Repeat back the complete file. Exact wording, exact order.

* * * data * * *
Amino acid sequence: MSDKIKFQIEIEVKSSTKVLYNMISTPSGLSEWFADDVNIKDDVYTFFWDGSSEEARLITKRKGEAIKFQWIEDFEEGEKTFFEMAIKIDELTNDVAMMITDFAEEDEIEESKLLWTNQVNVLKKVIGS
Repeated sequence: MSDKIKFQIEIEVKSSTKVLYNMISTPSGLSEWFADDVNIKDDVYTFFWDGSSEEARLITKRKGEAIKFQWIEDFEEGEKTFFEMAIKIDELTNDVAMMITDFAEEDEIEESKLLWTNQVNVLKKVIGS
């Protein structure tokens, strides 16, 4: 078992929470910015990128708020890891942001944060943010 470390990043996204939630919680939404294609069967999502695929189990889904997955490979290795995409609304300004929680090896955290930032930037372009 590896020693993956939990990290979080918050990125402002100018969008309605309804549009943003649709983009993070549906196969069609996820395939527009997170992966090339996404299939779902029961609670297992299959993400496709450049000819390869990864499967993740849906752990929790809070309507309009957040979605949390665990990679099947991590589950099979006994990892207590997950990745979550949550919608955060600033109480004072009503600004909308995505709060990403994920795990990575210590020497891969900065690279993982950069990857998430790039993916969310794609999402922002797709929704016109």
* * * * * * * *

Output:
Amino acid sequence: MSDKIKFQIEIEVKSSTKVLYNMISTPSGLSEWFADDVNIKDDVYTFFWDGSSEEARLITKRKGEAIKFQWIEDFEEGEKTFFEMAIKIDELTNDVAMMITDFAEEDEIEESKLLWTNQVNVLKKVIGS
Repeated sequence: MSDKIKFQIEIEVKSSTKVLYNMISTPSGLSEWFADDVNIKDDVYTFFWDGSSEEARLITKRKGEAIKFQWIEDFEEGEKTFFEMAIKIDELTNDVAMMITDFAEEDEIEESKLLWTNQVNVLKKVIGS
């Protein structure tokens, strides 16, 4: 078992929470910015990128708020890891942001944060943010 470390990043996204939630919680939404294609069967999502695929189990889904997955490979290795995409609304300004929680090896955290930032930037372009 590896020693993956939990990290979080918050990125402002100018969008309605309804549009943003649709983009993070549906196969069609996820395939527009997170992966090339996404299939779902029961609670297992299959993400496709450049000819390869990864499967993740849906752990929790809070309507309009957040979605949390665990990679099947991590589950099979006994990892207590997950990745979550949550919608955060600033109480004072009503600004909308995505709060990403994920795990990575210590020497891969900065690279993982950069990857998430790039993916969310794609999402922002797709929704016109």